Try opening your mind....you just may learn something.
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post #26 of 31 Old 03-04-2012, 02:43 PM
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I have use a combination of Chiro/bioscan and accupunture for about 13-14 years now. I have found that the combination works best with the horses. Most are one time things but when I am working the horses I have the person I use out fairly regularly to keep up with it. I also have Bioscan pads that really really help to keep her away. She is great but the less I have to use her the more money I keep for other things.

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post #27 of 31 Old 03-04-2012, 03:15 PM
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Quote:
Originally Posted by Joe4d View Post
Horse massage spinal manipulations are not a recognized treatment for anything.
While I have not had any chiro work done on any of my horses in years, I have had massage done today and the mare definitely has muscle injuries most likely from a slip and fall in the pasture. I had the person walk my mare to and away to see how she moved before the massage. After the massage we did the same, she walked her to and away. There was a big difference in the way she walked. Her hind left leg was being swung out about 3 inches from where she should be putting it.After the treatment she was walking within about 1/2 inch of where she should be. Yes, she will have to come back out more to work on the mare BUT the person is also teaching me what I can do to her in order to keep her stiff sore muscles relaxed so I won't have to make her come back out over and over and continue to pay her. Oh, and the whole $25 I paid for it was extremely detrimental to my wallet...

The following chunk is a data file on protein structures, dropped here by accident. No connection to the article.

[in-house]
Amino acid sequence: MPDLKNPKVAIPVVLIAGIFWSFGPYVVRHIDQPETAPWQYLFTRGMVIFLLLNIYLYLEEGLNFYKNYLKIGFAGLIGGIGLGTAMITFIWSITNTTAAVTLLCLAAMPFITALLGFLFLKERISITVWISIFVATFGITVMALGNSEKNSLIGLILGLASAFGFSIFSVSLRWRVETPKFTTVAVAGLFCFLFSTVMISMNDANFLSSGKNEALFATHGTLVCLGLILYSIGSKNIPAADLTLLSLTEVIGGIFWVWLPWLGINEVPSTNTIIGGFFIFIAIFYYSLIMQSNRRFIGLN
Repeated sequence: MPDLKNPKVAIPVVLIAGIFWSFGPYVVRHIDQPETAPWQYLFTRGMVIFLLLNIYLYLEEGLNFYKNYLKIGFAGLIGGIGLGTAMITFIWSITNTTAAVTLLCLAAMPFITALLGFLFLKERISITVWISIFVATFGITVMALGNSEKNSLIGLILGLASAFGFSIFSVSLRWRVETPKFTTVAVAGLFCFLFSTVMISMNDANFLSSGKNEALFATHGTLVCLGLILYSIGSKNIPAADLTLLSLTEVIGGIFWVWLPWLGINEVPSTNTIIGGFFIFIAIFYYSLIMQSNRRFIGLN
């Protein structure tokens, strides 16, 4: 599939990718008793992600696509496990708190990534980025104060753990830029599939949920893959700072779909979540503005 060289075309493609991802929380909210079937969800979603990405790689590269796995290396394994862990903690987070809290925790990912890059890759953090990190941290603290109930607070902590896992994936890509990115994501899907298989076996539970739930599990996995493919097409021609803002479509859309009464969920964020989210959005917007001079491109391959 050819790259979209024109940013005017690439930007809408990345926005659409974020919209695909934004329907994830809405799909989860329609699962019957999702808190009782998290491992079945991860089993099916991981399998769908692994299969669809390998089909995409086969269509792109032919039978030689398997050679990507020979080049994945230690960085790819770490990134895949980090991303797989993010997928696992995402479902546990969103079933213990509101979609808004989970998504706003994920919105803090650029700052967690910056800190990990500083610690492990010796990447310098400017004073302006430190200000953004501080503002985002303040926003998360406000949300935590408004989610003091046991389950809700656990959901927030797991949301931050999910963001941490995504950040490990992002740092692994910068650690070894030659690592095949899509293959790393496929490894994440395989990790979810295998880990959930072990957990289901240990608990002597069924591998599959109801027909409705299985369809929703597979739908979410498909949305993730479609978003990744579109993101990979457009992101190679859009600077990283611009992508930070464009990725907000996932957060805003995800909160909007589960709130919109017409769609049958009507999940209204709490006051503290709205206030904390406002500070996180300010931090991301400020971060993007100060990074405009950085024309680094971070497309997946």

So while you claim they are not a recognized treatment for "anything", I have to say yes they are beneficial to the horse. Without personal experience I would be able to find things on the internet all day against these types of procedures being done and believe everything they say. They are not a cure all, but can be a beneficial part in a treatment program for injuries, whether it be the equine masseuse or the equine chiropractor.

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post #28 of 31 Old 03-04-2012, 03:56 PM
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Quote:
Originally Posted by Joe4d View Post
on a side note, I just read that not even the American Chiropractic Association recognizes this. The research, and lack there of is out there, testimonials are not research though.